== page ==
Palestinians who became refugees during the 1948 War were one group among many that were displaced during the 1940’s. Many millions of people, from many different places around the globe, became refugees during this time, including European Jews who had managed to survive the Holocaust, yet still faced continued persecution in their home countries, and up to one million Jews from ancient communities in the Middle East and North Africa, who were expelled, or forced to flee, from their homes as a result of the Arab response to the creation of Israel.
From the start, the Palestinians were dealt with differently than all other refugees. While all others came under the administration of a series of global organizations that eventually became the UN High Commissioner for Refugees (UNHCR), the Palestinians received their own relief organization: the UN Relief and Works Agency for Palestinian Refugees (UNRWA). The entire set of criteria for qualifying as a Palestinian refugee was (and still is) significantly different than the criteria applicable to all others. While the UNHCR worked to provide durable solutions for refugees under its administration, Arab leaders intentionally kept the Palestinians in stateless limbo by refusing to accept any solution that did not involve than the complete destruction of the State of Israel.
In 1948, the UN passed Resolution 194, which recommended the repatriation of refugees to their original homes. The Arab states unanimously rejected the resolution, because it also required all parties “to live at peace with their neighbours”.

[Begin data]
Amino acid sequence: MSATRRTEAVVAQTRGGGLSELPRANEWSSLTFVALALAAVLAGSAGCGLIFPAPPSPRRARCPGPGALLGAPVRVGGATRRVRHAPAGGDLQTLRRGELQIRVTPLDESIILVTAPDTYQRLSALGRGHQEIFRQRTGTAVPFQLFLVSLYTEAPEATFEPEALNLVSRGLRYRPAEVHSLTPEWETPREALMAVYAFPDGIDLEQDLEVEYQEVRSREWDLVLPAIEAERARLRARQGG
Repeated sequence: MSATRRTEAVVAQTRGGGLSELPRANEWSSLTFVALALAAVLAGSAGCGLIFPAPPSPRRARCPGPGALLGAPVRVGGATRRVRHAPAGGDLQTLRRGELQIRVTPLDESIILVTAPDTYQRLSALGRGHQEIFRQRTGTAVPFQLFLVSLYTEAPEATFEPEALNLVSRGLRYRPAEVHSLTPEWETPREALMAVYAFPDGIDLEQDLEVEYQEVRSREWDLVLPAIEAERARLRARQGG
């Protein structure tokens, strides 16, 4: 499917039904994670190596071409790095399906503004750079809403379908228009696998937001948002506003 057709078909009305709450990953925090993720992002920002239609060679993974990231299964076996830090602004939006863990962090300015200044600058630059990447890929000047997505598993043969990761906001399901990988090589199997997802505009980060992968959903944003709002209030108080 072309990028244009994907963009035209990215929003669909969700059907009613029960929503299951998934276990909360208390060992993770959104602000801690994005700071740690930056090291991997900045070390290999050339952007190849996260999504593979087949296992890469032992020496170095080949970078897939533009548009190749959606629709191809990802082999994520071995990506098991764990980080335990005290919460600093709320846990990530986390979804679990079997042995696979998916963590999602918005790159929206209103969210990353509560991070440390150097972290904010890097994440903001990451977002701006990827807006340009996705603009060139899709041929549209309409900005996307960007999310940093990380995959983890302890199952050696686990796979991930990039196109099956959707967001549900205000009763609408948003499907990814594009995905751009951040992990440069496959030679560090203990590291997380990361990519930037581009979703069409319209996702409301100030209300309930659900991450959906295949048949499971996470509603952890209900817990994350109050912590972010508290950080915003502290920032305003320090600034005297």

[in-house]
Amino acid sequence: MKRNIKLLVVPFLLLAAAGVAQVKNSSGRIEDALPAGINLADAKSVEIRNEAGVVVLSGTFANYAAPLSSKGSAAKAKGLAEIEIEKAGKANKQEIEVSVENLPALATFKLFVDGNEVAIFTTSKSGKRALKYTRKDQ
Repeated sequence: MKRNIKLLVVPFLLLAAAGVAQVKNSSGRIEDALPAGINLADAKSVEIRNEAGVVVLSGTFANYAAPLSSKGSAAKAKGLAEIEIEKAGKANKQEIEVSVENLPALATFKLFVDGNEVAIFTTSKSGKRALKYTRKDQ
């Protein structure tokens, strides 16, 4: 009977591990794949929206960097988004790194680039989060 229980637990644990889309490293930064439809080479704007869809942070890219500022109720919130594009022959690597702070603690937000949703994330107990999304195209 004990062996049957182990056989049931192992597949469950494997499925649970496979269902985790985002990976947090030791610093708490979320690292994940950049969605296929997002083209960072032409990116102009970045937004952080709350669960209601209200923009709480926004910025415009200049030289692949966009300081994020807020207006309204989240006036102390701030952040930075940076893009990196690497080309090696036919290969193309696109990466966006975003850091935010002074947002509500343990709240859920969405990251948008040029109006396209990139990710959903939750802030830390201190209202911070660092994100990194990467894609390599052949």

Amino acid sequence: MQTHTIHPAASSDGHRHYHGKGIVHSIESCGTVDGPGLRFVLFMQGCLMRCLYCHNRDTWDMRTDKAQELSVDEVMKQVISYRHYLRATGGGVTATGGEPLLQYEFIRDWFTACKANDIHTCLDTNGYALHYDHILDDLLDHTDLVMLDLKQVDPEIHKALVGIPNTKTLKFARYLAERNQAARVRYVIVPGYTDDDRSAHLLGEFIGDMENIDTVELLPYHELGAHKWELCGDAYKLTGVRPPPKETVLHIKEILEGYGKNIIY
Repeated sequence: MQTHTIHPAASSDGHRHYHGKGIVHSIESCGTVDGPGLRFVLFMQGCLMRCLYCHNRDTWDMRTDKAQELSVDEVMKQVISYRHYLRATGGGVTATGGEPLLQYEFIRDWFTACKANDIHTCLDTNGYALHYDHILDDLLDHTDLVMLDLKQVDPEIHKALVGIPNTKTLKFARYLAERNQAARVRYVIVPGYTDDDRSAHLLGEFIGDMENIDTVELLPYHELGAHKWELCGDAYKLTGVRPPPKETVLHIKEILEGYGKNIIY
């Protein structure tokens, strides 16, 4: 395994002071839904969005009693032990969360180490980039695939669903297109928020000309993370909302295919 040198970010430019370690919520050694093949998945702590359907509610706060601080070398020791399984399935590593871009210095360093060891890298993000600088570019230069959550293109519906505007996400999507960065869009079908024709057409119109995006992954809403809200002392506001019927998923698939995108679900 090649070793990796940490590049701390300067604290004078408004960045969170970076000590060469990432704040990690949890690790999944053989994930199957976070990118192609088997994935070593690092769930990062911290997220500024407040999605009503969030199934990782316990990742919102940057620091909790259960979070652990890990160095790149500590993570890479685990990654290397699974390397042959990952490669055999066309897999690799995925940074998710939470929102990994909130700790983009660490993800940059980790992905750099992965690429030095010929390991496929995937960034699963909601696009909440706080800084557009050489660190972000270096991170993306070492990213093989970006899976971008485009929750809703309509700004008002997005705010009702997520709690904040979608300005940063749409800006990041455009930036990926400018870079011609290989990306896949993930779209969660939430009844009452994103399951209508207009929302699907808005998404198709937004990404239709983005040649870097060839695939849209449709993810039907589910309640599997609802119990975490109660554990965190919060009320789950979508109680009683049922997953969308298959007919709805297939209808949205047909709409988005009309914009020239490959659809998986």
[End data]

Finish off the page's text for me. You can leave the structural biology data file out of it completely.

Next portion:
By 1960, the last remaining refugee camps from World War II had been successfully cleared. The hundreds of thousands of Jewish refugees from Europe and Arab lands who chose to resettle in Israel had also been successfully accommodated – without assistance from the international community. The Palestinian refugees, however, were still being held hostage to the pan-Arab determination to destroy Israel.
The abuse of Palestinian refugees by their fellow Arabs for political ends continues to this day. In nearly every Arab country where Palestinian refugees have sought shelter, have been denied the most basic of human rights. The total number of Palestinian refugees, instead of declining, has been multiplied six times over, due largely to the fact that the Palestinians are among the only nations in the world whose descendants also qualify as refugees. In fact, no Palestinian has ever lost their refugee status.
“The Arab States do not want to solve the refugee problem. They want to keep it as an open sore, as an affront to the United Nations and as a weapon against Israel. Arab leaders don’t give a damn whether the refugees live or die.”
- Alexander Galloway, director of UNRWA in Jordan, 1952